How to Refinish a Teak Veneer
Teak is a very hard, dark wood that has a pithy, mahogany-like grain. Refinishing veneer should be approached with caution regarding the tools and chemicals used. The thin nature of veneer makes it especially susceptible to damage. The dark colour of teak can also be an issue.
The original finish will need to be removed sufficiently to open the grain, so that the new finish will apply evenly. Using stain and clear finish all-in-one will help, since it does not penetrate as deeply, resting on the surface.
Put on chemical resistant rubber gloves and eye protection. Use a disposable paintbrush to apply a coat of water-base stripper to the surface of the veneer. Allow the stripper to work for the length of time recommended by the manufacturer. Scrape the stripper and old finish from the veneer using a plastic scraper.
- Teak is a very hard, dark wood that has a pithy, mahogany-like grain.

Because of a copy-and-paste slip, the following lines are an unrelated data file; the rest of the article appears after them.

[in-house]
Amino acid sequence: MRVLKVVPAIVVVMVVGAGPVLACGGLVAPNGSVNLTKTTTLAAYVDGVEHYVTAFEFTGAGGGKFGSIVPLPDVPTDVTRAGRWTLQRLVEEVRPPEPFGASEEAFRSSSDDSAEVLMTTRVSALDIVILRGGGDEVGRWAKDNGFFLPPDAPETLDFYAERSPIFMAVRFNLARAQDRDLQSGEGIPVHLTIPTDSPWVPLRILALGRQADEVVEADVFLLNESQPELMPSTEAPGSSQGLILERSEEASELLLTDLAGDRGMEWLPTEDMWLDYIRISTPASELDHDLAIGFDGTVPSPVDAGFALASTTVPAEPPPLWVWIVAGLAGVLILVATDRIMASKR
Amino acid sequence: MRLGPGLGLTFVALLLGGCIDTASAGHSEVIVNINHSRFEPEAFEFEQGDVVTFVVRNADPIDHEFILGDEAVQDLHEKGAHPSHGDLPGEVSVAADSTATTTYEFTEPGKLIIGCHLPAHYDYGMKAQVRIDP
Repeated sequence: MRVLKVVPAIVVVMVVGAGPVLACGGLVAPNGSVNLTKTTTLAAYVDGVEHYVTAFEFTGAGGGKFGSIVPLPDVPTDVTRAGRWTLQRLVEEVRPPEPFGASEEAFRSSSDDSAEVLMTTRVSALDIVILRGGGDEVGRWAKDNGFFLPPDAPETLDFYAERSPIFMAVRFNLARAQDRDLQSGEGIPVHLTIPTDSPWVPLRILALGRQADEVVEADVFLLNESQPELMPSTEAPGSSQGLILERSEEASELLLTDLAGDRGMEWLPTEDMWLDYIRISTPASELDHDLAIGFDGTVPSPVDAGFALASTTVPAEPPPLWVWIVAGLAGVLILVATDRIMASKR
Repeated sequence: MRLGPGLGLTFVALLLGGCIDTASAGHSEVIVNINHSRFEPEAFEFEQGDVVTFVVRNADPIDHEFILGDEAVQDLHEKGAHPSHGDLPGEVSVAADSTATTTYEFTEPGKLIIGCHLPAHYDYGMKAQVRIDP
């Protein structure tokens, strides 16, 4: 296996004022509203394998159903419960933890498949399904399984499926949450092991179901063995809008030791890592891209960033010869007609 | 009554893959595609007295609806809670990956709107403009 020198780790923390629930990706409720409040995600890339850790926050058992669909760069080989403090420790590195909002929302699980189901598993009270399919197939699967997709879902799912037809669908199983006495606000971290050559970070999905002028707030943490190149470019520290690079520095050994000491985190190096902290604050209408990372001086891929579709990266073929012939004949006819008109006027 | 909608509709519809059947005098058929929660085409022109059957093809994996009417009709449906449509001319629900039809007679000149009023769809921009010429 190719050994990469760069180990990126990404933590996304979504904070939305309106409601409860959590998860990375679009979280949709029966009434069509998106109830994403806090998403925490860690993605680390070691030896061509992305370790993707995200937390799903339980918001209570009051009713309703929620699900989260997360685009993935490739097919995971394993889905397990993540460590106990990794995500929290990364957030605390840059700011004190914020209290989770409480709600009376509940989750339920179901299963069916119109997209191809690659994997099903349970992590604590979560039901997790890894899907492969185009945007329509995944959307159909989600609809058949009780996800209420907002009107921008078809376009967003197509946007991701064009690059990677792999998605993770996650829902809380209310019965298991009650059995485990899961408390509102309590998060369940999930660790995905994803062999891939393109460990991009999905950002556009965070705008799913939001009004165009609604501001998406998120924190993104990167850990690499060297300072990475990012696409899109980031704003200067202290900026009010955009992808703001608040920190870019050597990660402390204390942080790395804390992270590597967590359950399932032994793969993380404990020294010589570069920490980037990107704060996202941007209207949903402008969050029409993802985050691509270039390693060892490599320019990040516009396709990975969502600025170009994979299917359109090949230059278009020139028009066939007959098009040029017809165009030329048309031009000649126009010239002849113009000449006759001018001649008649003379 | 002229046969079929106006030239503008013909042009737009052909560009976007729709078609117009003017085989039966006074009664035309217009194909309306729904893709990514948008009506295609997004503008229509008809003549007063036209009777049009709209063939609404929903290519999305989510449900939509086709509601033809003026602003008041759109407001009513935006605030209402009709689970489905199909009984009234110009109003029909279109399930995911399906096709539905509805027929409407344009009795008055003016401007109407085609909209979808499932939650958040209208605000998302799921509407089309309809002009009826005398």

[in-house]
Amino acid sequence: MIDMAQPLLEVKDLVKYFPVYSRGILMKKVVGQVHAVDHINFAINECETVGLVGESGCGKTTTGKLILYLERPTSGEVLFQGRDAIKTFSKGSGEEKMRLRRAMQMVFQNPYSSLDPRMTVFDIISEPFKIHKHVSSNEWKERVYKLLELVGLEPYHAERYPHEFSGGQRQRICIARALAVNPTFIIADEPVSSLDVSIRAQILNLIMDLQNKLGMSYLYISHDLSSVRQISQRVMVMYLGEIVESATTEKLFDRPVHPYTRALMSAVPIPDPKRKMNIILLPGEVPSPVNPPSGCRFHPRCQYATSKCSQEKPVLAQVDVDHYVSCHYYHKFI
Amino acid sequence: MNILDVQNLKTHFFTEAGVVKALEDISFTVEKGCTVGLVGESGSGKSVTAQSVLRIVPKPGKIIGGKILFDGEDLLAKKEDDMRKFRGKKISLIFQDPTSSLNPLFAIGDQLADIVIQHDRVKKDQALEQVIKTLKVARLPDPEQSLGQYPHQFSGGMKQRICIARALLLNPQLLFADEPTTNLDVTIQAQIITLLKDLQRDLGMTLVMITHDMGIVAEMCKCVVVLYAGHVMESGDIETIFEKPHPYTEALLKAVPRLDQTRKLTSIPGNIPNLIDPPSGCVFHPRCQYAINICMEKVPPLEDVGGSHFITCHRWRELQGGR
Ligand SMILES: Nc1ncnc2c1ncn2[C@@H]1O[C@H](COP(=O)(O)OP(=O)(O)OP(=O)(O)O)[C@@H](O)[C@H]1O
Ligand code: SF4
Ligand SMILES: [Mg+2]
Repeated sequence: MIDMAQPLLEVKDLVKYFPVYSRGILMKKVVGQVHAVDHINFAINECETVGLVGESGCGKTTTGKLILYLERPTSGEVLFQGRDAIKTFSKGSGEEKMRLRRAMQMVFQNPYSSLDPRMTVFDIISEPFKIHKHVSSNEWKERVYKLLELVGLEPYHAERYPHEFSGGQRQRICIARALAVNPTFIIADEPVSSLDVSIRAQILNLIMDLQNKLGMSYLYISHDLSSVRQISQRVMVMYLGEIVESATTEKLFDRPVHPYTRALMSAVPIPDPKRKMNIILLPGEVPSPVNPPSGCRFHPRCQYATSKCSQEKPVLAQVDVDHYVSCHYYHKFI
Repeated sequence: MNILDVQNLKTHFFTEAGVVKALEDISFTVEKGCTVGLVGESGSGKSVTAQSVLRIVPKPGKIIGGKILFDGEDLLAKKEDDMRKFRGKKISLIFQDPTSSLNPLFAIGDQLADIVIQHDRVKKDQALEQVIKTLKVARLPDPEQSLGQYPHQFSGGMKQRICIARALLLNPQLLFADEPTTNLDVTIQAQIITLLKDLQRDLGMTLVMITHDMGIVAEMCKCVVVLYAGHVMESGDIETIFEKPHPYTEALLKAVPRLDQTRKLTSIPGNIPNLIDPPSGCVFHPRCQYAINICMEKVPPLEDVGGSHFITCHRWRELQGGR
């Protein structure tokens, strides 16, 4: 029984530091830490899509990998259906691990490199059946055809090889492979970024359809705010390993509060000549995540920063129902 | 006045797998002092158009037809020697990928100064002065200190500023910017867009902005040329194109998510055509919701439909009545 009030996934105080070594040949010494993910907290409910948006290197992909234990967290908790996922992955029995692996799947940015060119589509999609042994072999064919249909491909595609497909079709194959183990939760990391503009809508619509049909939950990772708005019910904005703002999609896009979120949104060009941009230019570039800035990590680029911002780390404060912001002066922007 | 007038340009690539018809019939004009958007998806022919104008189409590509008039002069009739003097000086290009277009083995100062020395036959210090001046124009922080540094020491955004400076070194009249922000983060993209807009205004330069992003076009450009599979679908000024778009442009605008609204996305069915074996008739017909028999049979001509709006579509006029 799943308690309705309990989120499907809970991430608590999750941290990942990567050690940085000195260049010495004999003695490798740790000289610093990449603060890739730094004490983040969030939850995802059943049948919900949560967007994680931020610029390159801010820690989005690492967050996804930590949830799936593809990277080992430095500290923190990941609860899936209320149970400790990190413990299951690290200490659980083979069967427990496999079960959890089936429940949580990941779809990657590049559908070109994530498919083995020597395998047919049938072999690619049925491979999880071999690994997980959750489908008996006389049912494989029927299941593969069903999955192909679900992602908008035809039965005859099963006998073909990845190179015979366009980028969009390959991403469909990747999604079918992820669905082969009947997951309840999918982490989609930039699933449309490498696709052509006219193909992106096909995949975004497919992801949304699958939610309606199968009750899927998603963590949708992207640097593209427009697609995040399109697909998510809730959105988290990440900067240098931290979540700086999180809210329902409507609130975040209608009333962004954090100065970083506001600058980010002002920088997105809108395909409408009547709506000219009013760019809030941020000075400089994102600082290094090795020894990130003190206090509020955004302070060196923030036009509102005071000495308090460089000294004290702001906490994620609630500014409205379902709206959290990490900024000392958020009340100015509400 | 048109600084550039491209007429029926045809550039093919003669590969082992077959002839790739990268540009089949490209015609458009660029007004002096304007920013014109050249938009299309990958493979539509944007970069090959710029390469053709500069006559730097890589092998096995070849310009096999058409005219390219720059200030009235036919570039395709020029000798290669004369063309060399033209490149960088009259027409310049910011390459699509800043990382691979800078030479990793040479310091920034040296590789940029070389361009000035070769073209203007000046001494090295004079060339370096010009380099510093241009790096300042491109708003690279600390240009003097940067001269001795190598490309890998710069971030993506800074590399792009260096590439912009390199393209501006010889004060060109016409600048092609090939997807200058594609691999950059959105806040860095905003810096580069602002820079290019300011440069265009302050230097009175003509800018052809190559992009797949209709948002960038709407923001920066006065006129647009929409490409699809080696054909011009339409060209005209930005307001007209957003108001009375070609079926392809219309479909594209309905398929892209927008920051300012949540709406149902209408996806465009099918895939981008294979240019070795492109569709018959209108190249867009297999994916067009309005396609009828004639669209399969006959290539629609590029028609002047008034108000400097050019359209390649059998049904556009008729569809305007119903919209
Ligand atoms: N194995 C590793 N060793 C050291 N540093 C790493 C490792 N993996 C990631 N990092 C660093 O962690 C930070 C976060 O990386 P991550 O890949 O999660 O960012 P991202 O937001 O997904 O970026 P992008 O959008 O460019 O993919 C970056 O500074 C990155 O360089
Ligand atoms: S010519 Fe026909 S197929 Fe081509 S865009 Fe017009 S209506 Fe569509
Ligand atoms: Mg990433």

- Use a disposable paintbrush to apply a coat of water-base stripper to the surface of the veneer.
Rinse the surface with a rag dampened in odourless white spirit to stop the stripper's chemical action and remove any remaining finish. Sand the surface of the veneer with 220-grit ultra-fine sandpaper working with the grain. Remove the dust from the veneer with a tack cloth.
Select a colour of all-in-one clear finish and stain to complement the surrounding woodwork and room decor. Choose medium to dark colours for teak veneer to get best results. Apply the all-in-one finish and stain with a soft, fine bristle paintbrush. Work in straight, overlapping strokes following the grain. Spread the finish as evenly as possible to prevent runs and drips. Allow the first coat to dry thoroughly before applying a second using the same technique.
- Rinse the surface with a rag dampened in odourless white spirit to stop the stripper's chemical action and remove any remaining finish.
- Remove the dust from the veneer with a tack cloth.
- "Veneer Restoration and Repair";Jim Stacey;1995
- Refinish Furniture: Stripping
Mark Morris started writing professionally in 1995. He has published a novel and stage plays with SEEDS studio. Morris specializes in many topics and has 15 years of professional carpentry experience. He is a voice, acting and film teacher. He also teaches stage craft and lectures on playwriting for Oklahoma Christian University.